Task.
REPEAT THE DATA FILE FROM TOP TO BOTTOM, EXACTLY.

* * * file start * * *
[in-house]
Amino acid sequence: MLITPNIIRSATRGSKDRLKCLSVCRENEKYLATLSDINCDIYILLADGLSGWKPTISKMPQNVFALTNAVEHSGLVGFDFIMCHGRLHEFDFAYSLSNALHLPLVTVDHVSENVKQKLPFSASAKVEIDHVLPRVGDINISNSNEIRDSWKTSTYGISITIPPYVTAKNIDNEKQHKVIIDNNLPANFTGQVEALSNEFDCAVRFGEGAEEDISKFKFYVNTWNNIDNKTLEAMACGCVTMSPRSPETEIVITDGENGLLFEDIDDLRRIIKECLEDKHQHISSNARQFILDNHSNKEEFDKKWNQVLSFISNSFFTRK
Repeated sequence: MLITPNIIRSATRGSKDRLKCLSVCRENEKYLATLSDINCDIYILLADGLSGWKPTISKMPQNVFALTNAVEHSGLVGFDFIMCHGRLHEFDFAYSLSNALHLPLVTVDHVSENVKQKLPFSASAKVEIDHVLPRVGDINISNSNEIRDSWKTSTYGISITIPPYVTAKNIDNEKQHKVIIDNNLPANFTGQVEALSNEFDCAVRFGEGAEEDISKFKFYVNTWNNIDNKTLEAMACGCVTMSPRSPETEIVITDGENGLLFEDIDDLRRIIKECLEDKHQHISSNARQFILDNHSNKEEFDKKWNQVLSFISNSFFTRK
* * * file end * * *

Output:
[in-house]
Amino acid sequence: MLITPNIIRSATRGSKDRLKCLSVCRENEKYLATLSDINCDIYILLADGLSGWKPTISKMPQNVFALTNAVEHSGLVGFDFIMCHGRLHEFDFAYSLSNALHLPLVTVDHVSENVKQKLPFSASAKVEIDHVLPRVGDINISNSNEIRDSWKTSTYGISITIPPYVTAKNIDNEKQHKVIIDNNLPANFTGQVEALSNEFDCAVRFGEGAEEDISKFKFYVNTWNNIDNKTLEAMACGCVTMSPRSPETEIVITDGENGLLFEDIDDLRRIIKECLEDKHQHISSNARQFILDNHSNKEEFDKKWNQVLSFISNSFFTRK
Repeated sequence: MLITPNIIRSATRGSKDRLKCLSVCRENEKYLATLSDINCDIYILLADGLSGWKPTISKMPQNVFALTNAVEHSGLVGFDFIMCHGRLHEFDFAYSLSNALHLPLVTVDHVSENVKQKLPFSASAKVEIDHVLPRVGDINISNSNEIRDSWKTSTYGISITIPPYVTAKNIDNEKQHKVIIDNNLPANFTGQVEALSNEFDCAVRFGEGAEEDISKFKFYVNTWNNIDNKTLEAMACGCVTMSPRSPETEIVITDGENGLLFEDIDDLRRIIKECLEDKHQHISSNARQFILDNHSNKEEFDKKWNQVLSFISNSFFTRK